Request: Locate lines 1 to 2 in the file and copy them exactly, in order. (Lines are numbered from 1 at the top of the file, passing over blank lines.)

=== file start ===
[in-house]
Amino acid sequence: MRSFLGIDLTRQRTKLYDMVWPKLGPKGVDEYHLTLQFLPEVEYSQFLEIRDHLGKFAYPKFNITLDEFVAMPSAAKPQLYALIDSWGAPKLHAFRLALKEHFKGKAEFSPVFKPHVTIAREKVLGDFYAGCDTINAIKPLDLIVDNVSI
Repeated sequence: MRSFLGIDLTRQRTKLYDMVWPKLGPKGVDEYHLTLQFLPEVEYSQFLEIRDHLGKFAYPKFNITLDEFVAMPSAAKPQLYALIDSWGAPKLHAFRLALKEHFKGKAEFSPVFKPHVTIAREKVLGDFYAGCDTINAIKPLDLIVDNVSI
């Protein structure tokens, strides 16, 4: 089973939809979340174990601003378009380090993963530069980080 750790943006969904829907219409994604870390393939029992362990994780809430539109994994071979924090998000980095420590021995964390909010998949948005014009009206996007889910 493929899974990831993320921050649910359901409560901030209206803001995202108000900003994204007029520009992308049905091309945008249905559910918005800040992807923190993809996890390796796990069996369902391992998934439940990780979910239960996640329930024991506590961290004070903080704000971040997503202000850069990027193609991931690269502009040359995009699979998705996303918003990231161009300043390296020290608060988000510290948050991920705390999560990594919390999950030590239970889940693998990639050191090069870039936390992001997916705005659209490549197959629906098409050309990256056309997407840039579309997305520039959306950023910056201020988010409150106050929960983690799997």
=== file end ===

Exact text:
[in-house]
Amino acid sequence: MRSFLGIDLTRQRTKLYDMVWPKLGPKGVDEYHLTLQFLPEVEYSQFLEIRDHLGKFAYPKFNITLDEFVAMPSAAKPQLYALIDSWGAPKLHAFRLALKEHFKGKAEFSPVFKPHVTIAREKVLGDFYAGCDTINAIKPLDLIVDNVSI